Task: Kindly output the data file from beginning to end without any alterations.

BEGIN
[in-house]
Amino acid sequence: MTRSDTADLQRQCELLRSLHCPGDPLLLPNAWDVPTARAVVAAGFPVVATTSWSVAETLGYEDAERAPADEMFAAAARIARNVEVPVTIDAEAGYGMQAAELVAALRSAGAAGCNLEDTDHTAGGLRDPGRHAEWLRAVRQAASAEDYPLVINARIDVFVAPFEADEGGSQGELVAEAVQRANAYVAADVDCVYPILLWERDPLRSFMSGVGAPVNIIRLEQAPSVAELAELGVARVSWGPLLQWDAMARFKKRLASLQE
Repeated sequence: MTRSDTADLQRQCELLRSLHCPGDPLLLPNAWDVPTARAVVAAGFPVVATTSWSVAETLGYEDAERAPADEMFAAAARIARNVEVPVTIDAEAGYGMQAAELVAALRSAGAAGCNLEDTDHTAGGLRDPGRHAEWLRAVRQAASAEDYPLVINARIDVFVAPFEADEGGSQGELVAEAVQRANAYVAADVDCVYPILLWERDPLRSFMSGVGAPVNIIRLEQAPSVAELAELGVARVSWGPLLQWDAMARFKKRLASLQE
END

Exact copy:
[in-house]
Amino acid sequence: MTRSDTADLQRQCELLRSLHCPGDPLLLPNAWDVPTARAVVAAGFPVVATTSWSVAETLGYEDAERAPADEMFAAAARIARNVEVPVTIDAEAGYGMQAAELVAALRSAGAAGCNLEDTDHTAGGLRDPGRHAEWLRAVRQAASAEDYPLVINARIDVFVAPFEADEGGSQGELVAEAVQRANAYVAADVDCVYPILLWERDPLRSFMSGVGAPVNIIRLEQAPSVAELAELGVARVSWGPLLQWDAMARFKKRLASLQE
Repeated sequence: MTRSDTADLQRQCELLRSLHCPGDPLLLPNAWDVPTARAVVAAGFPVVATTSWSVAETLGYEDAERAPADEMFAAAARIARNVEVPVTIDAEAGYGMQAAELVAALRSAGAAGCNLEDTDHTAGGLRDPGRHAEWLRAVRQAASAEDYPLVINARIDVFVAPFEADEGGSQGELVAEAVQRANAYVAADVDCVYPILLWERDPLRSFMSGVGAPVNIIRLEQAPSVAELAELGVARVSWGPLLQWDAMARFKKRLASLQE